An award-winning new development Chesterfield House in Wembley has been completed, bringing new public realm as well as regeneration to a neglected part of the locality. Damien Sharkey, managing director of Hub Group, explains the project’s features to Jack Wooler
Bringing 239 new homes to Wembley, North London, Chesterfield House and the new public square it has been developed around are intended to form the basis for a new neighbourhood regeneration in the area.
Led by developer Hub Group and designed by architects Maccreanor Lavington, the build to rent project includes two buildings of 21 and 26 storeys, connected by a seven-storey volume.
With the site previously occupied by a “rather unloved” office building, since the project’s inception Hub has worked closely with locals to secure “the best outcome for everyone” says the developer. This means “not only providing a new asset and a new community centre for the area, but replacing the old building with something architecturally superb” that will kick-start quality housing across Wembley.”
A range of amenities to “support both physical and mental wellbeing for the inhabitants” have also been included across the one-to-three bed apartments as part of this. The variety of home types are available at a range of different rental levels and discounts.
STRIKING A BALANCE
Designed to strike a balance between creating an engaging addition to the area and ensuring both expansive views and natural light for those living in and around it, Chesterfield House is described by Damien Sharkey, managing director of Hub Group, as a “unique massing response.”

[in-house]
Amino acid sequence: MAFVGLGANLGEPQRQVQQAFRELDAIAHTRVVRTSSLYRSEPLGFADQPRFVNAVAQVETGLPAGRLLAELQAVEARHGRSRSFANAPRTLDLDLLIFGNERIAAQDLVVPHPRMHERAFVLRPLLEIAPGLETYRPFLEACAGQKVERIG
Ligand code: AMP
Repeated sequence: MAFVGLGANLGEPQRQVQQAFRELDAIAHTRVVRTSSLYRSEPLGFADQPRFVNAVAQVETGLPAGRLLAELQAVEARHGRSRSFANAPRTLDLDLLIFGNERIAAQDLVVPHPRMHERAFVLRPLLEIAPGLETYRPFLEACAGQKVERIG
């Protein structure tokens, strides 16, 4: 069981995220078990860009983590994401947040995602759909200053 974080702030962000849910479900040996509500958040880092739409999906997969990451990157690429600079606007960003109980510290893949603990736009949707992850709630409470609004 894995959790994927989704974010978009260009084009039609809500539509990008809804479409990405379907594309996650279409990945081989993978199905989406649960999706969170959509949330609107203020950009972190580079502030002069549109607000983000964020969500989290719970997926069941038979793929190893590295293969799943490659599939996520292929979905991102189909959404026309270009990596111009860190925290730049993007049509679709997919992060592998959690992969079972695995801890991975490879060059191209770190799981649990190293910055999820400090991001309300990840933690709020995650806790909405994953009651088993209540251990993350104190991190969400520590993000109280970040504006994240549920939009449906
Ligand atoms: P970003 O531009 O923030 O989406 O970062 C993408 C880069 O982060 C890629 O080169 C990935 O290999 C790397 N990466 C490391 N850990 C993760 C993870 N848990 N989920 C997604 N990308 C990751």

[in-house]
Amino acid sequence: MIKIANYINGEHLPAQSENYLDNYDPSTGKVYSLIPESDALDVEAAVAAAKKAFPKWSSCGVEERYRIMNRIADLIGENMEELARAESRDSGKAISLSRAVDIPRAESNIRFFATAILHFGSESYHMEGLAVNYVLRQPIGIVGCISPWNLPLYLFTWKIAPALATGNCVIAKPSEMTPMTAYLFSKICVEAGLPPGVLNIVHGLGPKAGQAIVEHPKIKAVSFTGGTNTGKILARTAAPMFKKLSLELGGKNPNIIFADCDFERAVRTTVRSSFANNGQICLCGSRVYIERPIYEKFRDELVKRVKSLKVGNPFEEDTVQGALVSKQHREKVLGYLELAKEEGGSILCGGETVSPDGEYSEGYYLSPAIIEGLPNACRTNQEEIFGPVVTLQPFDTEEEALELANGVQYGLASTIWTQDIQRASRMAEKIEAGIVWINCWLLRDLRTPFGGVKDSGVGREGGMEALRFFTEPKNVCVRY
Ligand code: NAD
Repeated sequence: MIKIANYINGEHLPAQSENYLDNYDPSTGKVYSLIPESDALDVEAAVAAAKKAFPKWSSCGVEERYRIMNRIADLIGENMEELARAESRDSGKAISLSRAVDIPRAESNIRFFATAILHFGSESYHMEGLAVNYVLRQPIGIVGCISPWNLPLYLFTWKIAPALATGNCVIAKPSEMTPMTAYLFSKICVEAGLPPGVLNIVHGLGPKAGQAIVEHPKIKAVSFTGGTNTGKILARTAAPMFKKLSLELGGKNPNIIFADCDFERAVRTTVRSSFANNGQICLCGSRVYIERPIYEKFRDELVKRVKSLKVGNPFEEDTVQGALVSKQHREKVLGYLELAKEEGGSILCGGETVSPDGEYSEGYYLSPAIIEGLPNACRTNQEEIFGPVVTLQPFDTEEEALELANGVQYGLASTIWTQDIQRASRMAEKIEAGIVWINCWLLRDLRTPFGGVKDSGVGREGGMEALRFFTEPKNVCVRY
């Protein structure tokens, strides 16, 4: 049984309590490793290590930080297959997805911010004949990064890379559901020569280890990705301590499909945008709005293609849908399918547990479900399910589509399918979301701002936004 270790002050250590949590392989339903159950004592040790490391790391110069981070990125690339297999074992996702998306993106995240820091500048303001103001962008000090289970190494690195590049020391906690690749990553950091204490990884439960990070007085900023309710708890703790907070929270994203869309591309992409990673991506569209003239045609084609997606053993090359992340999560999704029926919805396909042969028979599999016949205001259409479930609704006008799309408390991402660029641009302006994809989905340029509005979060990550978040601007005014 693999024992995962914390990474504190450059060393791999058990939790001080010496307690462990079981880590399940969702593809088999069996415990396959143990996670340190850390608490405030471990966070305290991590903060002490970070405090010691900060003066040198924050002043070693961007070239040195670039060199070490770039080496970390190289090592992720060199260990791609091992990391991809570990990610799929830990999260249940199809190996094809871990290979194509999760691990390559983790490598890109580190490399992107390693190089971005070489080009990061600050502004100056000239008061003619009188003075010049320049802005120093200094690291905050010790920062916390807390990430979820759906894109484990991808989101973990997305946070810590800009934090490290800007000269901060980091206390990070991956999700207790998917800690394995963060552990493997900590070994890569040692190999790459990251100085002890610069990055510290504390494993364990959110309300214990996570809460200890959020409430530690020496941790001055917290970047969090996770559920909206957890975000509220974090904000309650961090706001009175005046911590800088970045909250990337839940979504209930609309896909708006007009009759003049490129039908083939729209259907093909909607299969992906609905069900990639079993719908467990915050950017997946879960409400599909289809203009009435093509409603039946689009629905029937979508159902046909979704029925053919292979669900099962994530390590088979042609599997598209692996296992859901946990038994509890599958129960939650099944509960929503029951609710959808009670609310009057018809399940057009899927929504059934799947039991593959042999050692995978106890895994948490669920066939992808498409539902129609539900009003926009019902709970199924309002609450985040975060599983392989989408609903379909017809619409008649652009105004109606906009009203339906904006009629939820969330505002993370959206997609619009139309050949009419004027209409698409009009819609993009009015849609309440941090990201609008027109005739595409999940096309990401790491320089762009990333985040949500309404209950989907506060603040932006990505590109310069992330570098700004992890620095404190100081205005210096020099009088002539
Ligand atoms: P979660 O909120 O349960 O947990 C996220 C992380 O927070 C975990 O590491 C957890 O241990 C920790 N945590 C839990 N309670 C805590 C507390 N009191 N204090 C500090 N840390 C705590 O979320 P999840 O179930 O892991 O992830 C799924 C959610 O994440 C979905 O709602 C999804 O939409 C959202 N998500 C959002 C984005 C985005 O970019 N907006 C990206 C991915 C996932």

“Softened by the subtle splaying of elevations and additional terraces,” the full brick facades have been carefully designed to add “richness of texture, providing character,” and also to be “read at a range of scales, he says.
As examples, spandrels of white glazed sawtooth bricks have been used on the towers, and the ground floor elevations are finished in green glazed brick and concrete surrounds. This “materiality” alongside the form is intended to present “a confident urban image on one level, and a more gentle, engaging response more locally along the street,” explains Sharkey.
Inside, while the apartments are available unfurnished, Hub – and the building’s owners UNCLE – have worked with interior designers Design Agency to create contemporary furnishing options. With furniture from Bo Concept, everything from the sofas to the coffee tables and rugs have been “curated” so that potential residents can move straight in and be surrounded by furniture “they would actually want to own, changing the status quo of renting,” as Sharkey puts it.
Furthering this “new take” on renting, the developers have also included a number of amenities to Chesterfield House as outlined earlier. These include extensive cycle parking, a fitness studio with Technogym equipment and a TRX wall, a Zen Zone which incorporates a state-of-the-art InHere Meditation Studio, a rooftop terrace and BBQ area, and even an indoor basketball court. This is alongside “parcel holding, speedy repairs, and anything else residents need,” adds Sharkey.
The project was initially inspired by the “great efforts” underway within Brent to deliver much-needed homes in the locality, says Sharkey. The developer noticed that construction had been concentrated around the stadium, “while the old heart of town (the High Road), had become increasingly run down.”
Aiming to stem this decline, a site was identified in planning as suitable for a ‘landmark building’ in this area, and the team believed that on this particular site they had the opportunity to “catalyse regeneration” in Wembley Central.
With the concept now firmly in place, the Hub Group were intent on taking a highly collaborative approach in taking the project to the next stages. “Chesterfield House is a product of much more than Hub’s vision alone,” as Sharkey puts it. “Our partner on this project was social impact investor Bridges Fund Management, who we’ve now worked with on eight schemes around the UK.” This previous relationship gave the collaborating firms a head start on this project in terms of fostering co-operation.